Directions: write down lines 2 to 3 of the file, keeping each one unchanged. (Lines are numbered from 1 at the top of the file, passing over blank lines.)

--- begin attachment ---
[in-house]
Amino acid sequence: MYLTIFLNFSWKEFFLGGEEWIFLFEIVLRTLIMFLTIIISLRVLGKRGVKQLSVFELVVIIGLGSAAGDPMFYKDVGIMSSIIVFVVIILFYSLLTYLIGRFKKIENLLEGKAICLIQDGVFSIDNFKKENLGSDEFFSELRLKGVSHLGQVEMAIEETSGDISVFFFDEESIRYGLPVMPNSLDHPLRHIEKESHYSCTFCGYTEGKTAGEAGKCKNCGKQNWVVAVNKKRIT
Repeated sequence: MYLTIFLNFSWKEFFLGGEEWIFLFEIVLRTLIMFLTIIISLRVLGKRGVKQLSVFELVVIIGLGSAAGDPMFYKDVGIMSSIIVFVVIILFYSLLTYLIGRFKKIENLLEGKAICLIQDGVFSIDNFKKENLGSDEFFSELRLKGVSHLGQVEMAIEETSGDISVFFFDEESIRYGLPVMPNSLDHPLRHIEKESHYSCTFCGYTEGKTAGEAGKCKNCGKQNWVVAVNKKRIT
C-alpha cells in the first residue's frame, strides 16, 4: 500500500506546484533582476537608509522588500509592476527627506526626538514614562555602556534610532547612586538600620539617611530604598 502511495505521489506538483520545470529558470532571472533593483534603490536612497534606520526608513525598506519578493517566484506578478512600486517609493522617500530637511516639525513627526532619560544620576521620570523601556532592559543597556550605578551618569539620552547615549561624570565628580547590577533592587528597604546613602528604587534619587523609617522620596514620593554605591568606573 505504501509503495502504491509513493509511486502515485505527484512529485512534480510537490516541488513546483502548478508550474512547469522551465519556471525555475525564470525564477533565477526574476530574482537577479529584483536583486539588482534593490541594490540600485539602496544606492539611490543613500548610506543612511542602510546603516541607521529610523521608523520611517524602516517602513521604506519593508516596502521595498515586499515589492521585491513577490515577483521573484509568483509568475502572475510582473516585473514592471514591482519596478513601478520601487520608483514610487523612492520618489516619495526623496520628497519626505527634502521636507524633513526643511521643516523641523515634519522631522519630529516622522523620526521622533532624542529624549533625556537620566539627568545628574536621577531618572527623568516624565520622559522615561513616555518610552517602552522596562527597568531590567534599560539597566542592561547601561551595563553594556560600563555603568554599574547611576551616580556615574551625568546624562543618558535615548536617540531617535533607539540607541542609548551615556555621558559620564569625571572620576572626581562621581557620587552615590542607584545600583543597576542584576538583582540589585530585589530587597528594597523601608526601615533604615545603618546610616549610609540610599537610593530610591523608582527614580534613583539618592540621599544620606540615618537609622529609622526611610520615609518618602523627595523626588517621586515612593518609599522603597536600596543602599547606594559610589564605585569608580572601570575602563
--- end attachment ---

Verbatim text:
Amino acid sequence: MYLTIFLNFSWKEFFLGGEEWIFLFEIVLRTLIMFLTIIISLRVLGKRGVKQLSVFELVVIIGLGSAAGDPMFYKDVGIMSSIIVFVVIILFYSLLTYLIGRFKKIENLLEGKAICLIQDGVFSIDNFKKENLGSDEFFSELRLKGVSHLGQVEMAIEETSGDISVFFFDEESIRYGLPVMPNSLDHPLRHIEKESHYSCTFCGYTEGKTAGEAGKCKNCGKQNWVVAVNKKRIT
Repeated sequence: MYLTIFLNFSWKEFFLGGEEWIFLFEIVLRTLIMFLTIIISLRVLGKRGVKQLSVFELVVIIGLGSAAGDPMFYKDVGIMSSIIVFVVIILFYSLLTYLIGRFKKIENLLEGKAICLIQDGVFSIDNFKKENLGSDEFFSELRLKGVSHLGQVEMAIEETSGDISVFFFDEESIRYGLPVMPNSLDHPLRHIEKESHYSCTFCGYTEGKTAGEAGKCKNCGKQNWVVAVNKKRIT